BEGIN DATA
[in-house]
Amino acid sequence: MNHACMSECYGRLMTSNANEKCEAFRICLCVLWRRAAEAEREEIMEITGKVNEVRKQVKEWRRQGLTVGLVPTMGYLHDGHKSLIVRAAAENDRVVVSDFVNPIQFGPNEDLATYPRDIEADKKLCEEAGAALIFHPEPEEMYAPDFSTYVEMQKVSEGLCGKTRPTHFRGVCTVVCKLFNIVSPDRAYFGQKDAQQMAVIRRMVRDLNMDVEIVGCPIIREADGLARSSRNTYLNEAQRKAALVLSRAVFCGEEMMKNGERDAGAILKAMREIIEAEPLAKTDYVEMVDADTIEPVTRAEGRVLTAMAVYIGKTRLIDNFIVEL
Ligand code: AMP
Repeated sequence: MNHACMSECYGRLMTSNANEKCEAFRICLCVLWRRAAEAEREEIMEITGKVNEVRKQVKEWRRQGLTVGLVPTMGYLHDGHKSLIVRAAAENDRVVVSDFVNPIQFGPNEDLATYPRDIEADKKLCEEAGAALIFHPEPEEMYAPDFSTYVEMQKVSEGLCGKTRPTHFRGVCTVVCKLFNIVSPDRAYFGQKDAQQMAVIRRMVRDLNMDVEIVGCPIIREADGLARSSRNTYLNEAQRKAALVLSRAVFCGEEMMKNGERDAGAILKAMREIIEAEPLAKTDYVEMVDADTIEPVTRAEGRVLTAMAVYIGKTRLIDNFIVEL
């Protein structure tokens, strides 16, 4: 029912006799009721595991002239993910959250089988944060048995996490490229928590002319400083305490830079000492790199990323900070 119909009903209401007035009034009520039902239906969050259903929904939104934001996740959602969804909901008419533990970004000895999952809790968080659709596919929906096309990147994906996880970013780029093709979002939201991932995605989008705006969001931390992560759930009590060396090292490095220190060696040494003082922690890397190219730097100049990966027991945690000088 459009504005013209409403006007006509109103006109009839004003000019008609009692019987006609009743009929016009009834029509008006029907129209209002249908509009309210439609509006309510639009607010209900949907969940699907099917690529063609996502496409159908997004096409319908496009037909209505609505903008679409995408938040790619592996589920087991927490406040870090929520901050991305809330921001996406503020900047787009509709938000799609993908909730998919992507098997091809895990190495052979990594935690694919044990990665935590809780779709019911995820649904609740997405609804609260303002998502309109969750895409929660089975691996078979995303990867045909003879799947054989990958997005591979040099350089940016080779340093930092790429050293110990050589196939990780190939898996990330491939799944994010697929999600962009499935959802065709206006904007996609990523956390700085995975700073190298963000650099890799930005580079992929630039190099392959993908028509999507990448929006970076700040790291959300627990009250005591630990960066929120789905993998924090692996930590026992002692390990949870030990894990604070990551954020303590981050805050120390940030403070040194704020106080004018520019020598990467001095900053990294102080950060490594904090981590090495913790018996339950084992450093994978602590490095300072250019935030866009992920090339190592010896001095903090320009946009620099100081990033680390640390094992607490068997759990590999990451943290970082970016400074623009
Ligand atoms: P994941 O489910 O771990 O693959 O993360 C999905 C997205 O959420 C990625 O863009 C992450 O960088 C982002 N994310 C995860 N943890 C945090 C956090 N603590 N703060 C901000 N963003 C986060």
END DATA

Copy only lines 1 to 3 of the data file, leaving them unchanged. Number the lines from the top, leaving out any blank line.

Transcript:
[in-house]
Amino acid sequence: MNHACMSECYGRLMTSNANEKCEAFRICLCVLWRRAAEAEREEIMEITGKVNEVRKQVKEWRRQGLTVGLVPTMGYLHDGHKSLIVRAAAENDRVVVSDFVNPIQFGPNEDLATYPRDIEADKKLCEEAGAALIFHPEPEEMYAPDFSTYVEMQKVSEGLCGKTRPTHFRGVCTVVCKLFNIVSPDRAYFGQKDAQQMAVIRRMVRDLNMDVEIVGCPIIREADGLARSSRNTYLNEAQRKAALVLSRAVFCGEEMMKNGERDAGAILKAMREIIEAEPLAKTDYVEMVDADTIEPVTRAEGRVLTAMAVYIGKTRLIDNFIVEL
Ligand code: AMP